My arms were getting tired watching these fish go on long run after long run. But watching giant trout get acrobatic is always entertaining. As with any trout stream, when the bite shut off, it completely shut off and there wasn’t a fish to be had. One of my highlights of the morning was hooking into a huge brown trout that was in the 25” range. This fish made some incredible runs and I had a hard time controlling him on a 5wt with 5X tippet. A few minutes into our fight he decided to run under a tree branch that was in the water (funny how trout have this ability to pick out the only obstacle in a giant creek and wrap your line around it). I saw this disaster coming before it happened but I couldn’t make it across the creek fast enough to move the branch. The fish swam under and before I could pick up the branch, snap! That would’ve been a great fish to hold for a picture.

 One of several rainbows I caught in the 20" size range.

One of several rainbows I caught in the 20" size range.

I took a break during the mid afternoon for lunch and chatted with a few other fishermen who weren’t having much success. After lunch I headed back up stream to a section on the upper mile I hadn’t explored. As I was descending the steep bank I could see that there was a large pod of trout feeding on the surface in a flat section up ahead. I wasn’t sure if I was going to get the opportunity to dry fly fish because of the limited mayfly activity on the creek, but here it was. I crept down to the water and looked at what was in the drift. Midges! Very small midges! Perfect because I’d left my midge box in the truck and wasn’t about to craw back up the bank I just descended to get it. I dug around in my box and found a small Griffith’s Gnat that was reminiscent in color to the midges that were on the water. I casted out with the reach cast (the one I honed on the Delaware) and got a fly in front of the fish and pow! I was able to hook-up with five fish that were feeding and it was a lot of fun watching them take it on top. I captured three of these top water fights on the GoPro, however I found that after the first catch my camera lense had water droplets on it so I only captured one clear video.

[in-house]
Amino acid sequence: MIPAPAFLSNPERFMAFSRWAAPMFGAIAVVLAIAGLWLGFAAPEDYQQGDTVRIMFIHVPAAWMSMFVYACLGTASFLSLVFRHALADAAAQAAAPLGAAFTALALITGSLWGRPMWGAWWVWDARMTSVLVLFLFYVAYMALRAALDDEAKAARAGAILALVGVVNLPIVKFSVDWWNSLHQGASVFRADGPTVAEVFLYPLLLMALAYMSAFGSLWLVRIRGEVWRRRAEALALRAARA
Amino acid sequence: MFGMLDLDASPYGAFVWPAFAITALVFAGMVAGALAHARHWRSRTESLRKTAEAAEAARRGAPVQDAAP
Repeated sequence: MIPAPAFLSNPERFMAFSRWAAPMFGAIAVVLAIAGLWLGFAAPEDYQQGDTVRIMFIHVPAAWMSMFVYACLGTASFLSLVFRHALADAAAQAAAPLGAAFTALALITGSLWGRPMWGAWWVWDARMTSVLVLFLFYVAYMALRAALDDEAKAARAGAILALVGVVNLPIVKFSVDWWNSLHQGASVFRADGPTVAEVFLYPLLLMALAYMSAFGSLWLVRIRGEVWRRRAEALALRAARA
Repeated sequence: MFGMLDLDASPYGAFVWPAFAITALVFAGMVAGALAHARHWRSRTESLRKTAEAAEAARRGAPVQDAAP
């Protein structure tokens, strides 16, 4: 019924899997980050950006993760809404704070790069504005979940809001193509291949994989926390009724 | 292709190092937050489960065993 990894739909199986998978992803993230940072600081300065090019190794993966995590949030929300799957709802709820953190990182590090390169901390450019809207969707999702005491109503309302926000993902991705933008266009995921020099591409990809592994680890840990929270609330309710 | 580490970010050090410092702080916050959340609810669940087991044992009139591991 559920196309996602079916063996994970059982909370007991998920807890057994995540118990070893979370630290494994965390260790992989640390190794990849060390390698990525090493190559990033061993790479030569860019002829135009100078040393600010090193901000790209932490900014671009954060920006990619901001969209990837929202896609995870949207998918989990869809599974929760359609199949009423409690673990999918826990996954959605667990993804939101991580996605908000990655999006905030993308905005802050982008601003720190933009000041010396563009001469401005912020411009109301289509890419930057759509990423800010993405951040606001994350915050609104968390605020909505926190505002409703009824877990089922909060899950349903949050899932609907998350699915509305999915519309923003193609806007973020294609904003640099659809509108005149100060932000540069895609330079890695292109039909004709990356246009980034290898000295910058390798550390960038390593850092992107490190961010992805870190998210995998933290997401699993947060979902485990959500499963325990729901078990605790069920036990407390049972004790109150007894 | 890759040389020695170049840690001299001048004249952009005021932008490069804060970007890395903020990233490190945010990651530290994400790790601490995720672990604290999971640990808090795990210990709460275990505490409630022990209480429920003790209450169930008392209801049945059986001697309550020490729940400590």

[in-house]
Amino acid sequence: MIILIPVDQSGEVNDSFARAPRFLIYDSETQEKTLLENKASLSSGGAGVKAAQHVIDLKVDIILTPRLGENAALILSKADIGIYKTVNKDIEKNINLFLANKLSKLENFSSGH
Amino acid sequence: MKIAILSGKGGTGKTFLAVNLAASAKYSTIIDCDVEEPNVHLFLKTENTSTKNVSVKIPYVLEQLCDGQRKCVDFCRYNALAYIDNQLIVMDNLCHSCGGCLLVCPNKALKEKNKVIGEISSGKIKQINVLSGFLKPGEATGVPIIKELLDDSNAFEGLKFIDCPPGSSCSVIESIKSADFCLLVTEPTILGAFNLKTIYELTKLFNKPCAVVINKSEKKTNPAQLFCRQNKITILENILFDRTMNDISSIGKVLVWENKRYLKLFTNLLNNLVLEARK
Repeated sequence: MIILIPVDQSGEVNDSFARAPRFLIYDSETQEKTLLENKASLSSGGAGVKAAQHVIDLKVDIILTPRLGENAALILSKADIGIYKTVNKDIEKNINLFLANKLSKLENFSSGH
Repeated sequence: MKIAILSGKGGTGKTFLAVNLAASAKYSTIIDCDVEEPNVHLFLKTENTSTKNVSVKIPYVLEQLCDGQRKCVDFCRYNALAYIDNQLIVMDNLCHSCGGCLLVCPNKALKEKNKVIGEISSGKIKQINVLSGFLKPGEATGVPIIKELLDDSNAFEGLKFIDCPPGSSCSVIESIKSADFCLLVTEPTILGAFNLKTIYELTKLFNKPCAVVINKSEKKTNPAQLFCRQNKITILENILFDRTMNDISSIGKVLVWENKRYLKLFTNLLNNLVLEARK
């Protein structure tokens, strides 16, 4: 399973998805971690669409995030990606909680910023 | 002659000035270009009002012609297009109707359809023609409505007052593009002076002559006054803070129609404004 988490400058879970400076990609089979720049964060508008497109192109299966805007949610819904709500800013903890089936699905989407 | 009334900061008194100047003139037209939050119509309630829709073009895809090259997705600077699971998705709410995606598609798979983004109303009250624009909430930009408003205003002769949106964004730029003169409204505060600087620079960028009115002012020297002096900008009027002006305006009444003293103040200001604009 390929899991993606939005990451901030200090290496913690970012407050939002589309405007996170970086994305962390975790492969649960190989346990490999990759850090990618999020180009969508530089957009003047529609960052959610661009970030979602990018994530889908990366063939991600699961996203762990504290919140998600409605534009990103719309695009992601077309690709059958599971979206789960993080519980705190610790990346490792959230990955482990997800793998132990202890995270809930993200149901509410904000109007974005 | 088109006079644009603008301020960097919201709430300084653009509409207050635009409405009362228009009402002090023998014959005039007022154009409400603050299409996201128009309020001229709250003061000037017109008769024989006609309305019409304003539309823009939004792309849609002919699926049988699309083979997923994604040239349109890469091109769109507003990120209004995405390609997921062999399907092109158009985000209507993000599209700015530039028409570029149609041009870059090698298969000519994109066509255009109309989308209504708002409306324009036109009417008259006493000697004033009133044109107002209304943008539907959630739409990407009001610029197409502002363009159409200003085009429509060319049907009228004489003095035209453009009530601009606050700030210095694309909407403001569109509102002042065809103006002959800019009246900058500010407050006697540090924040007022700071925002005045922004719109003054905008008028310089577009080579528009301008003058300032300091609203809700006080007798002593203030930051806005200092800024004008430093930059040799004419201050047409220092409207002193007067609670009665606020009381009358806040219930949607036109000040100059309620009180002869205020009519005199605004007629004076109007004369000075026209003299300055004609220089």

Fishing in the rain at Yellow Creek Trout Club was rewarding.

Fishing in the rain at Yellow Creek Trout Club was rewarding.

I spent the rest of the afternoon exploring the club property. I saw a lot of great fish in my walk. It’s interesting because the lower half of the property actually has a population of Walleye. One of the fellas that helps out at the club also said he has personally seen pike cruising the creek looking for food. I also saw some large carp in the creek and unintentionally hooked up with a three footer that took a swung stonefly. I think he had me down to my backing in less than 5 seconds. I almost landed this fish on 5X tippet but lost again to a submerged tree in the water. I had several more 30 minutes sessions of unbelievable nymph fishing. As the sun went down and it got dark under the canopy of pine trees, I was the last one on the stream. I drifted a fly downstream and in the dark heard a large splash as a heavy rainbow took my fly. It was at that point that I realized the Orvis Recon was officially christened and I wondered how many more fish it would catch in its career. I knew the guys at Pine Creek fish camp that gave me grief would sleep easier that night knowing all was right in the trout universe. I called it a night and walked out of the woods with my headlamp. I can’t say enough about Yellow Creek Trout Club. They offer a nice, down to earth operation and provide the opportunity for anglers to consistently catch trophy trout. I’d like to get back there some day soon.